“When we’re talking about shoes at $14,000, it’s the materials,” says Michael Fink, senior fashion director at Saks Fifth Avenue in New York City. “Leather and the pattern and type of wood they’re using, the jewels, are the beads hand done, how rare are the feathers–because a lot of shoes with feathers are using feathers that can’t be gathered anymore, from the archives of the couture feather houses. “Roger Vivier shoes have a specific curved heel, and the way it is attached to the footbed is very mechanical and difficult, so you’re paying for engineering, too,” Fink says.
Randall has seen firsthand how using the priciest materials can drive up the cost of a shoe. “Most beautifully made shoes are from Italy. The master craftspeople are there, and Italian leather is the best leather in the world.”
Mmmm, italian leather.
What does the $14,000 shoe look like?
This it is the alligator boot from the maestro Manolo Blahnik. Magnificent, no?
To the mind of the humble Shoeblogger, the costliness it is perfectly justified.
Of the course, not every expensive boot is worth the price.
They call it “a photographic conversation,” and the result is a book for every fashionista to lust for in her Xmas stocking. “Blahnik by Boman” (Thames & Hudson), with its shoe trailing a peacock tail through a shrubbery or its purple suede boot spilling over with lilac blooms, has an atomic sexual charge and a luscious sense of decoration.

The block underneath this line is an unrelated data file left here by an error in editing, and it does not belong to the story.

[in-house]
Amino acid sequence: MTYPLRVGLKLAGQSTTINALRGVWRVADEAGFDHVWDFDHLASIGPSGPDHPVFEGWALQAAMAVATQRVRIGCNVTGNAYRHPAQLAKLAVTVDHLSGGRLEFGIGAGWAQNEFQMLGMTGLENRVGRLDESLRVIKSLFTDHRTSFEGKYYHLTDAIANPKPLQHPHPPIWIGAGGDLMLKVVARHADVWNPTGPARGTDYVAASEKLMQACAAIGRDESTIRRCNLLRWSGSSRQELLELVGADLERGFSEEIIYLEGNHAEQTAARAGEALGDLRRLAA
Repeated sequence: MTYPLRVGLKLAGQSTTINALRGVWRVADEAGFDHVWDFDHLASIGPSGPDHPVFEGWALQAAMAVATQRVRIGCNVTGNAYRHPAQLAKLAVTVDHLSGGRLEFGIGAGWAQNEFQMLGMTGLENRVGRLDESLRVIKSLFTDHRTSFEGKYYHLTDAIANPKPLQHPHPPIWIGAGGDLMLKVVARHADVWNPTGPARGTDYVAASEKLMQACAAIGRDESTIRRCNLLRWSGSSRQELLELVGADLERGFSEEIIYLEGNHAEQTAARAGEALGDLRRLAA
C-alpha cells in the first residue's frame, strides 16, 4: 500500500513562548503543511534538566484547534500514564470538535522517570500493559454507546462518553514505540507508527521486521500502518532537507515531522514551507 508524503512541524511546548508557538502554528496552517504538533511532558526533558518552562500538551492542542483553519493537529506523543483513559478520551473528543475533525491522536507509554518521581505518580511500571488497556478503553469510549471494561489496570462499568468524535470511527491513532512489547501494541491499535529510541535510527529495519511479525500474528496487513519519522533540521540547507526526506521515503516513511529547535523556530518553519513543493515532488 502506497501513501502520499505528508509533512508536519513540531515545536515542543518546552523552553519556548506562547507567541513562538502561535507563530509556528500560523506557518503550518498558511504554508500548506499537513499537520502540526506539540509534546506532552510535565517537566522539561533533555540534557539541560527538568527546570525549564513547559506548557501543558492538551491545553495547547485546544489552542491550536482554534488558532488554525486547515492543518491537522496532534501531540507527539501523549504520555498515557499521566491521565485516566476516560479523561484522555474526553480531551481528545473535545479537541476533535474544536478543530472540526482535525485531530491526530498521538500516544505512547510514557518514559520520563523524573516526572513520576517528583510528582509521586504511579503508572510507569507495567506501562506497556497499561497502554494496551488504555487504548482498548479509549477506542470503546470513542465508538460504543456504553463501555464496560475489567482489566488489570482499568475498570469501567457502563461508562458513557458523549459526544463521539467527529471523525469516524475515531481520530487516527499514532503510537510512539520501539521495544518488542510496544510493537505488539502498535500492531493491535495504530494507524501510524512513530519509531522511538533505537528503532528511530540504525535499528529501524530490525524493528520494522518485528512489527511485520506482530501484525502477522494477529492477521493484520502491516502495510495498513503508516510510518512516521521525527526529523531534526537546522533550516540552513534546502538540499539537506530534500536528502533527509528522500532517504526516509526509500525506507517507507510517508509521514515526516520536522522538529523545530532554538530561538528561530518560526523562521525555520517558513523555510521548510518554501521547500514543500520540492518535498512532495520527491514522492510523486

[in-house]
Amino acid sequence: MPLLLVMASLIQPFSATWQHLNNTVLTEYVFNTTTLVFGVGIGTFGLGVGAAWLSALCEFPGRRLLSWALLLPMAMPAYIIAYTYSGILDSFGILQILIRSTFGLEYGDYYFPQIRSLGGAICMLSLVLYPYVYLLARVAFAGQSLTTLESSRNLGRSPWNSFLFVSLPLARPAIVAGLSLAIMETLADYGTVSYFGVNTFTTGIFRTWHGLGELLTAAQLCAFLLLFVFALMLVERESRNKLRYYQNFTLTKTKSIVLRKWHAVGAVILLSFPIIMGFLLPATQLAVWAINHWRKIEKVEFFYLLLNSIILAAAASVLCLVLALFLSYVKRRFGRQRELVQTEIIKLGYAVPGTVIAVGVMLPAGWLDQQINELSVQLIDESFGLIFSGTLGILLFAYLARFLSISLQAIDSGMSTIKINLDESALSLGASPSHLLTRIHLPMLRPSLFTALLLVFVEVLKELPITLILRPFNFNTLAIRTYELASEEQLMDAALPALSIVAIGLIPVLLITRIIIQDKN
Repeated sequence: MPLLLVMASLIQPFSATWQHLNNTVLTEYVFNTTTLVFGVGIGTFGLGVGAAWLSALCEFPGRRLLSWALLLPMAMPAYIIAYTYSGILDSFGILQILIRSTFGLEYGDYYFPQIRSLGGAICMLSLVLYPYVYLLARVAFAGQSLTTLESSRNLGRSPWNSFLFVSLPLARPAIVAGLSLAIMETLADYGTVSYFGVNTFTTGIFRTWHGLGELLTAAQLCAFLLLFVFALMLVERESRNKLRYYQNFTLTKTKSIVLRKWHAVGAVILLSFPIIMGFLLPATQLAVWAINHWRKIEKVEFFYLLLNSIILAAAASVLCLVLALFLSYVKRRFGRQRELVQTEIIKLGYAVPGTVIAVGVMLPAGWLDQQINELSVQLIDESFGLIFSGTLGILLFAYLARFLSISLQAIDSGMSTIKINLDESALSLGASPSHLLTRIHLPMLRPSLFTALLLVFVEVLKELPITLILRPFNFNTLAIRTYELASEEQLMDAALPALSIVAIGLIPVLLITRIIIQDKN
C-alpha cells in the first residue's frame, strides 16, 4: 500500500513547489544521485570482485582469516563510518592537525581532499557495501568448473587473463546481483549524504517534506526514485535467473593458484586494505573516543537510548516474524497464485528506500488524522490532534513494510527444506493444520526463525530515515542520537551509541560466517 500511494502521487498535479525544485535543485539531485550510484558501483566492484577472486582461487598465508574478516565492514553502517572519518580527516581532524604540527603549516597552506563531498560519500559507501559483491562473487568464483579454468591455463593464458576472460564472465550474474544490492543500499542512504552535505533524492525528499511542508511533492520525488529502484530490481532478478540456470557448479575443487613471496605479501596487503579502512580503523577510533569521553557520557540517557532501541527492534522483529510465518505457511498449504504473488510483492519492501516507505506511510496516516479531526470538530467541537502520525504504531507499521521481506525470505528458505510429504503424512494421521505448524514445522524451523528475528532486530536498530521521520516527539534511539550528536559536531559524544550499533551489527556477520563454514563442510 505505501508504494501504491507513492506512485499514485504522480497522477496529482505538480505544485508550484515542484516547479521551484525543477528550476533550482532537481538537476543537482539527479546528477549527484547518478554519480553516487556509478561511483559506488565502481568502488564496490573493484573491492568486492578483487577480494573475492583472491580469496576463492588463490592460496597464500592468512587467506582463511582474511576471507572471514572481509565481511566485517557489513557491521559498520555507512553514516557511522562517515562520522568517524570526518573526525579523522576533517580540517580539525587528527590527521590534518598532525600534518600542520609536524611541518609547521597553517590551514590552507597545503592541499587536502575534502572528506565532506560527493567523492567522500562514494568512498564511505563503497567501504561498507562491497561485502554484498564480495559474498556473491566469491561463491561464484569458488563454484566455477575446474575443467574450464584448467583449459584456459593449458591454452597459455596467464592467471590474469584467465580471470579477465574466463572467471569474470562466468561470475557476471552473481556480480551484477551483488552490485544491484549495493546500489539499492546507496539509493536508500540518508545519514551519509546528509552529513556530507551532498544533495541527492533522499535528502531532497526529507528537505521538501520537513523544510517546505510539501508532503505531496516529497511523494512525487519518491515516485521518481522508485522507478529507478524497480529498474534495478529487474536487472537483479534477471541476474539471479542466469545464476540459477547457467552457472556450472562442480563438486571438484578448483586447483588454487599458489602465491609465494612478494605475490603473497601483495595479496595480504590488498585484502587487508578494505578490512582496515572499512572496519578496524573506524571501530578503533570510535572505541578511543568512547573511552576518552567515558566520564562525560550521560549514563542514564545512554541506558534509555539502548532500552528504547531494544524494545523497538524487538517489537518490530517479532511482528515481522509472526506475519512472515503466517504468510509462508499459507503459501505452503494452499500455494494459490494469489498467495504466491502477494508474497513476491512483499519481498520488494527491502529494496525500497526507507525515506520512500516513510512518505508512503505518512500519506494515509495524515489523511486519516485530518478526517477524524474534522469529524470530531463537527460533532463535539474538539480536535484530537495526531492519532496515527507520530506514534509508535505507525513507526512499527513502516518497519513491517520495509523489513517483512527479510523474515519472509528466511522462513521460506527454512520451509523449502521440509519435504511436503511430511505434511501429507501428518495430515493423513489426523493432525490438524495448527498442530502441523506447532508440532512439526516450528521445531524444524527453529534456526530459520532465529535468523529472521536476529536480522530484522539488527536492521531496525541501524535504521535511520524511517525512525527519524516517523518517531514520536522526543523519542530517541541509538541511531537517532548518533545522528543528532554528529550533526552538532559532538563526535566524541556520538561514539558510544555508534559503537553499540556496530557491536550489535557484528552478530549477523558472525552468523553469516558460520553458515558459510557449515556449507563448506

Eric Boman photographed his friend Manolo Blahnik’s work in all its delicacy and intensity. As Paloma Picasso, part of the trio who met up in Paris in the 1960s, puts it: “Eric has been able to give Manolo’s creations the perfect setting in which to bloom before our eyes.” Her words and Blahnik’s exuberant, tangential, culture-packed commentary add an extra dimension to the book and its exceptional images.
It is rare for a book to capture so completely the visual, emotional and intellectual spirit of a designer, without any of the usual vainglory or sugary endorsements. The playful, elegant images – 165 in full plates – are a fitting tribute to the drama and craftsmanship of both cobbler and photographer.
Truly it is the most wonderful book, the perfect gicft for the person who loves the shoes.
Manolo says, Ayyyyy! Morning sickness!
Manolo says, if like the Manolo, because of the circumstances beyond your control, you are having to walk everywhere today, then you will need the boot that is not only both comfortable and warm, but also something that expresses your toughness in the face of the urban adversity.
Manolo shouts, Fluevog Today! This it is the perfect boot for striding downtown, in the fact, it is the downtown boot.
Here is the boot from the Paul Green that captures the grittiness of the urban life, without actually being gritty.
And finally, but not the least, here is the boot from the Taryn Rose, one that is not gritty or tough at all, but in the stead it is more winter wonderlandy. It is also on the sale, 50% off of the usual price.